Awayr AI RISEs up: Company wins $5,000 in patent services from Aurora Consulting | Business

TRAVERSE CITY – The second time making a final decision turned out to be more difficult than the first.

Boston-based Awayr (downright conscious) AI emerged from a highly competitive field of six finalists and won the second annual RISE (Relief for Start-up Endurance) award from Aurora Consulting, the patent strategy firm based in Traverse City and California.

Awayr AI received “Free US Provisional Patent Application or $ 5,000 for US Non-Provisional Patent Application” for winning the RISE Award.

But it wasn’t easy.

Aurora Consulting’s staff had a field of six finalists, and it was no easy task to identify the top three.

“It was a tedious process to bring it down to six,” said Josh Sloat, Aurora Consulting technology advisor. “Anyone in the top six could have won. The competition was so good.

“We had a higher volume of higher quality applications with greater national reach.”

“We had a really hard time making up our minds,” said Ashley Sloat, president and director of patent strategy. “There have been a lot of great companies. Not that it didn’t happen last year, but it was even more competitive. “

Awayr AI is computer software that, according to the company’s LinkedIn page, offers “Predictive Intelligence for Interface Excellence”.

According to their website, the “safety, usability and reliability of human-machine interfaces (HMI) is the key to improving products for the end user”. “With Awayr AI, manufacturers can bring their next-generation technologies and futuristic product visions to market faster and more cost-effectively.”

Ashley Sloat said Awayr AI is not just a notification system, but a way to help engineers make sure there are items in the car like a radio to minimize distracted driving and help the driver keep an eye on the road judge.

Josh Sloat said that Awayr AI technology has moved far into the future.

“It’s important now and will become more important over time in autonomous vehicles from both a driving and a pedestrian perspective,” he said.

While Awayr AI won the competition and received $ 5,000 in patent services, the sloats and judges struggled to place the final three. In the end, a weighted matrix of criteria pushed Awayr AI up.

The criteria for the RISE Award included:

  • Possible social and economic impact
  • Innovator / team potential for commercial success
  • Time and market relevance
  • Need
  • Application quality

In the end, Josh Sloat said that “the powerful innovation of Awayr AI, empowered by employees, but can be seen” was the final decision.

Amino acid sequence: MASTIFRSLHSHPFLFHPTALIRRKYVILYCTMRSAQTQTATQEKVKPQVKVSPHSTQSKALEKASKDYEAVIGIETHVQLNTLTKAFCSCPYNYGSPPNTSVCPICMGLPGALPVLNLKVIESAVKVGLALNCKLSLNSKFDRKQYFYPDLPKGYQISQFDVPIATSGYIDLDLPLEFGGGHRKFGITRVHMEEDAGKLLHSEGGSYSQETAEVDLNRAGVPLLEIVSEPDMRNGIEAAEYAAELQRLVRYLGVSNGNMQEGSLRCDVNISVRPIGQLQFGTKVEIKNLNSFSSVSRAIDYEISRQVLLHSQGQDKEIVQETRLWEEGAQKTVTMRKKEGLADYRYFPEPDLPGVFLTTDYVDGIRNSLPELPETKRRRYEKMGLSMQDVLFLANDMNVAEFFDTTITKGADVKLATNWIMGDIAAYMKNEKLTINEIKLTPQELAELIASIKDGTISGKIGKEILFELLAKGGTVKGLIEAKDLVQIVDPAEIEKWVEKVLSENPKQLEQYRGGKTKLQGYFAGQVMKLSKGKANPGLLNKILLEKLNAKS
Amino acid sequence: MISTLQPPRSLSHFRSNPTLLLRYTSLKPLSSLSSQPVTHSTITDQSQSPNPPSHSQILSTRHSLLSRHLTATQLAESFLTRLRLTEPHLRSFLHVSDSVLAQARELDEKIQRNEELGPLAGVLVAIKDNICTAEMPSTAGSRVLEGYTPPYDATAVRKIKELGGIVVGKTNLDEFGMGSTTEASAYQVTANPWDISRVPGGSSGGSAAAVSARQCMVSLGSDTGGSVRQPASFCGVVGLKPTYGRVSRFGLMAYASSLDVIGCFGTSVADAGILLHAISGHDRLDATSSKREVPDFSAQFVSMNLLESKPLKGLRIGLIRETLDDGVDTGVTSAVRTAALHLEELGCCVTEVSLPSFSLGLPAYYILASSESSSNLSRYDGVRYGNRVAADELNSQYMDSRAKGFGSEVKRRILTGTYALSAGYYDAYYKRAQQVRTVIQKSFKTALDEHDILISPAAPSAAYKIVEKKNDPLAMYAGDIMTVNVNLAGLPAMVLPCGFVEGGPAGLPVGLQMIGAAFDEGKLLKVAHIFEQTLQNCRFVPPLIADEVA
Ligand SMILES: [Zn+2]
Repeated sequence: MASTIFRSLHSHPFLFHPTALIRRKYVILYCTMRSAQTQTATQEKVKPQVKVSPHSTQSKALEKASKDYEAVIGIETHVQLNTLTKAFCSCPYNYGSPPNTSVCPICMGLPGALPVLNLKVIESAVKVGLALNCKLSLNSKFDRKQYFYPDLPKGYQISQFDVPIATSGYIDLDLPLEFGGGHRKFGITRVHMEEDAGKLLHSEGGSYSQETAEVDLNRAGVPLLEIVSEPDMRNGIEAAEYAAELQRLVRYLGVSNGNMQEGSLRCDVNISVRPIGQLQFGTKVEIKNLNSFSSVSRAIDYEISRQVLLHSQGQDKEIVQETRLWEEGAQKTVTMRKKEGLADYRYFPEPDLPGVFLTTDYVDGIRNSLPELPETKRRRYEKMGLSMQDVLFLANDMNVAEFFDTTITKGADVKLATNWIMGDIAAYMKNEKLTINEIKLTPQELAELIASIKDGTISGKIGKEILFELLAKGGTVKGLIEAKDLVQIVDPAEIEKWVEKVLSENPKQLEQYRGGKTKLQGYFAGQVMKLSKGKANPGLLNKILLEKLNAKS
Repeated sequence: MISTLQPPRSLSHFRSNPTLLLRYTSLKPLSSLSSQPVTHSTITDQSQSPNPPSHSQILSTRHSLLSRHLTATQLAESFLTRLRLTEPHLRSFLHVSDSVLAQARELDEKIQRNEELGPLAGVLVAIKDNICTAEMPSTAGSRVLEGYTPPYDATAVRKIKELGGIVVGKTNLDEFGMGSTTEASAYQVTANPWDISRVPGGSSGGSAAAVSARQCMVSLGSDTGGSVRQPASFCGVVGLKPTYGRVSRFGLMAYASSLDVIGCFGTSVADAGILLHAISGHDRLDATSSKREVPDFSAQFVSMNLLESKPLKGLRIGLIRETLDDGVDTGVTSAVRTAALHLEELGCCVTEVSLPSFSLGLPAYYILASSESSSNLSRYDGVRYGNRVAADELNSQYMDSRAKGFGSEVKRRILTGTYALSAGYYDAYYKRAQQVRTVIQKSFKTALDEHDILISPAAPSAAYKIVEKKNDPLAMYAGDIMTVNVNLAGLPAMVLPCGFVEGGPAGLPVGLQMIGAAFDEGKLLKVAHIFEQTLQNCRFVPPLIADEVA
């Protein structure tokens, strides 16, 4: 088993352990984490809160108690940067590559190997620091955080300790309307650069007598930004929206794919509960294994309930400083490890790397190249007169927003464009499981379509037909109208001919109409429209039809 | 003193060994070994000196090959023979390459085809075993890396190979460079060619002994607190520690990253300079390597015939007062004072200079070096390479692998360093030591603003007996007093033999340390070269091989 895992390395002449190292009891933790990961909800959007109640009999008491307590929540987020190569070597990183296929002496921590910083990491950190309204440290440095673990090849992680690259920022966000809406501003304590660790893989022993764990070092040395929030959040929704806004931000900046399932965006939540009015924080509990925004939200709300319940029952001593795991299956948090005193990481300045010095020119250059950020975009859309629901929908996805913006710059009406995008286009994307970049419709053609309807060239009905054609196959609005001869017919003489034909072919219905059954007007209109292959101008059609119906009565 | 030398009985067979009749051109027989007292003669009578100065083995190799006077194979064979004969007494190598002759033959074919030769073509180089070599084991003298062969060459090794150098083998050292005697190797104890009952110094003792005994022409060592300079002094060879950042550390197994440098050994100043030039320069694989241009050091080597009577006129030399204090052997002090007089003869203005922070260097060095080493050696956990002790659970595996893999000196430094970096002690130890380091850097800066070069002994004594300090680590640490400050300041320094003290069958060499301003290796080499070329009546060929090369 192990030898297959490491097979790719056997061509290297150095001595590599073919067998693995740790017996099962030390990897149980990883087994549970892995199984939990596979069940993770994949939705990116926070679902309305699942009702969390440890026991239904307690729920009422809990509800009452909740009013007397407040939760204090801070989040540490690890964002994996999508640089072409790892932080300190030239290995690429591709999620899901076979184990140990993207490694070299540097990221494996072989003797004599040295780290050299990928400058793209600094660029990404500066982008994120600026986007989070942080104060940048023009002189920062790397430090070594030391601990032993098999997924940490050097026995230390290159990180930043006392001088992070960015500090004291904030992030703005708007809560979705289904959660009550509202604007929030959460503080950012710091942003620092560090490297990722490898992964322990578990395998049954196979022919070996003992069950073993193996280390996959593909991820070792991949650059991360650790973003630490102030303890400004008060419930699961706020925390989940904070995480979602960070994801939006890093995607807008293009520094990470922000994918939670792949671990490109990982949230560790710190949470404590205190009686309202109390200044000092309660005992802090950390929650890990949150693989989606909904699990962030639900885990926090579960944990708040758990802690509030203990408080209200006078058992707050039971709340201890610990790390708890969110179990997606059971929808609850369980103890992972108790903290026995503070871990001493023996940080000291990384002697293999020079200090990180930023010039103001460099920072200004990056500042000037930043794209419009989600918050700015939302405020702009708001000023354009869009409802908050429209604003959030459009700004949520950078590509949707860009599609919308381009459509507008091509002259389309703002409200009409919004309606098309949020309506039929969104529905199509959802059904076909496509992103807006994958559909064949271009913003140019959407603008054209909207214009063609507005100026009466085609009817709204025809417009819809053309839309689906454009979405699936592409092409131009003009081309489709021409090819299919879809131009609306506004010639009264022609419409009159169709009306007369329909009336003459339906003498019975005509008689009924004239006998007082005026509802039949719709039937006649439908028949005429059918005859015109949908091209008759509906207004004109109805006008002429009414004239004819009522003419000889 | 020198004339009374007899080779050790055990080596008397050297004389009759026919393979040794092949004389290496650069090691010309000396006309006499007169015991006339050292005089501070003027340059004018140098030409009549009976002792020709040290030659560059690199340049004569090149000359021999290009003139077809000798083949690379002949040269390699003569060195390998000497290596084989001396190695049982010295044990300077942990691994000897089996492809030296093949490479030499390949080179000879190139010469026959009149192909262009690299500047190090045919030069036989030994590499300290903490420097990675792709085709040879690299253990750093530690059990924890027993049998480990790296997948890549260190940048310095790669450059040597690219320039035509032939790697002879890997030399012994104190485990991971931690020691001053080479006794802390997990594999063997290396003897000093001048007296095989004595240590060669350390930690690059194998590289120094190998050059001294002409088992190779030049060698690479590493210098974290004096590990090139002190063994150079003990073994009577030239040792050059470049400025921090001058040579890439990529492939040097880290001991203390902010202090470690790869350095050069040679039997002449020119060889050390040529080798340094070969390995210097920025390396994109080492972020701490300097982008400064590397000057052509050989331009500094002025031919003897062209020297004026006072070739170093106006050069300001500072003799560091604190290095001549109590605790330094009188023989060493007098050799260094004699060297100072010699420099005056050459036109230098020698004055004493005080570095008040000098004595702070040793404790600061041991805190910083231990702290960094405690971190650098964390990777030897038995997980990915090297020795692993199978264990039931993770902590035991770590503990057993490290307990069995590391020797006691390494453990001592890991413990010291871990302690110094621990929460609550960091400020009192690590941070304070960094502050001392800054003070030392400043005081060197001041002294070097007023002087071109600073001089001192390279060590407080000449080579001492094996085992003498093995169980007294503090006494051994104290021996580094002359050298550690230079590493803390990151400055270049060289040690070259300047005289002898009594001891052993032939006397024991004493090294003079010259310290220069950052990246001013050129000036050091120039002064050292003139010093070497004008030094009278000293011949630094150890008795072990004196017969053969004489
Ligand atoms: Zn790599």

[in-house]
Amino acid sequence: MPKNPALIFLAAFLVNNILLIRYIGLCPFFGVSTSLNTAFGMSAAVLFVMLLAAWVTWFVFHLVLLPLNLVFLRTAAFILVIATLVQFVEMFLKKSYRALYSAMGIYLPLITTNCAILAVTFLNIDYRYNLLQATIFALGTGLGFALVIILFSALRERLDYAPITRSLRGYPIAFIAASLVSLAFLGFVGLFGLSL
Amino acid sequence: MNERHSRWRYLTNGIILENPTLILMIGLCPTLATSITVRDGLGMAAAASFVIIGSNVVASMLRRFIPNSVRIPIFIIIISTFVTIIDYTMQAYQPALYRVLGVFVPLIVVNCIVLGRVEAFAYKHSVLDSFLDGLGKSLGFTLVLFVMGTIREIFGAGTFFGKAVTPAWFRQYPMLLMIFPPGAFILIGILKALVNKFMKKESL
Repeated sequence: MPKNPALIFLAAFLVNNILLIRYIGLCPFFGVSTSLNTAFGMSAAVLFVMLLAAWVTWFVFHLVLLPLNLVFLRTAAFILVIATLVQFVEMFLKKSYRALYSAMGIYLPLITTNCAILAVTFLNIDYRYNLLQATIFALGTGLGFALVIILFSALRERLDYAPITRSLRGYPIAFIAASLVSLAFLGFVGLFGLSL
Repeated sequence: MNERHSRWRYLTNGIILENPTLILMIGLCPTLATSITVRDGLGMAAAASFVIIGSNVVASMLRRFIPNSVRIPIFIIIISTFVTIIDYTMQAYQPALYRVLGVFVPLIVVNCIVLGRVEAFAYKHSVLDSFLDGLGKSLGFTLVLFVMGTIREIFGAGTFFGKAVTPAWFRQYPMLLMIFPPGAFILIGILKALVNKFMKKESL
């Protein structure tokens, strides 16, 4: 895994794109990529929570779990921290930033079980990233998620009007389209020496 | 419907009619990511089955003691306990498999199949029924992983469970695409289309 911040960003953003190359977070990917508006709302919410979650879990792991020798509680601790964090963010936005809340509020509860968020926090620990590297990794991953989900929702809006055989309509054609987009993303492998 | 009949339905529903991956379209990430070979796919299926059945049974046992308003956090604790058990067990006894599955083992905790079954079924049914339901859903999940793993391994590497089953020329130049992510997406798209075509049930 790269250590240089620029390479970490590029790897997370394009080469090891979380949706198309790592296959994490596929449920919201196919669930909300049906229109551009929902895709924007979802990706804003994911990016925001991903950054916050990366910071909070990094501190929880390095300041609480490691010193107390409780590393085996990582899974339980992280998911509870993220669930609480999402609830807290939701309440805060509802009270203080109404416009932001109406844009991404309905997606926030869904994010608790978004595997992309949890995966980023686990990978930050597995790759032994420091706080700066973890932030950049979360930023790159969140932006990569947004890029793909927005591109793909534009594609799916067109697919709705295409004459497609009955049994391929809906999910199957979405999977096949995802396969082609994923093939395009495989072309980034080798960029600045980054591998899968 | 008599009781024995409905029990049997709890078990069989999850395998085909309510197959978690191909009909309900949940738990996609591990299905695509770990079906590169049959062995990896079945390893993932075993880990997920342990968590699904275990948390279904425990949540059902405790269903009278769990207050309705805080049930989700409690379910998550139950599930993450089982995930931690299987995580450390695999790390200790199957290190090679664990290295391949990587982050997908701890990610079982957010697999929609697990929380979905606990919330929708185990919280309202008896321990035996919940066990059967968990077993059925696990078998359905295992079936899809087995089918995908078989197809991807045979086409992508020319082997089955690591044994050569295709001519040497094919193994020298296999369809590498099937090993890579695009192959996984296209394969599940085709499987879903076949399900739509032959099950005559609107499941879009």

“We are delighted to be selected and appreciate our hard work being recognized,” said Adam Beal, CEO of Awayr AI, in a LinkedIn post. More information about the company can be found at

Aurora Consulting also provided US $ 2,500 patent services to first and second runners-up. The first RISE Award did the same.

“These are applicants who all have really important roles,” said Josh Sloat.

First second was Aspirational Technology in Bend, Oregon and Antigua, Guatemala.

“Aspirational Technology is committed to ending water poverty with an affordable and immediate solution to the global health crisis of water-related diseases,” reads the RISE Award press release. “They have developed a very affordable, easy-to-use water filter for low-income consumers in developing countries. Their filter is easy to use and screws directly onto the type of faucets common in low income homes. “

However, their approach doesn’t end with a device. They have also developed a scalable and profitable manufacturing and distribution model that focuses on regional production and creates economic opportunities in developing countries and reduces carbon emissions from long supply chains. Additional sustainability and environmental impact are achieved through a lower carbon footprint compared to other clean water solutions, as filtering water at home does not result in wasteful use of plastic. “

For more information on Aspirational, please visit

Second was Karybdis, whose goal is to reduce healthcare costs and improve patient outcomes in gynecological surgeries.

“Your product is a device that increases the speed and safety of minimally invasive laparoscopic hysterectomies of the abdomen,” states the RISE Award press release. “Current operating methods last 30 to 60 minutes and, according to Karybdis, every minute saved in the operating room saves the hospital about $ 100.”

Ashley and Josh Sloat said the RISE Award will return next year with another $ 5,000 in prize money.

“That’s the plan,” said Ashley Sloat.

However, the acronym will be different if the focus of the competition changes. In 2022, RISE will stand for recognition for innovative startup excellence.

“That comes from a desire to move forward and get COVID in the rearview mirror,” said Josh Sloat.

For more information about Aurora Consulting, please visit

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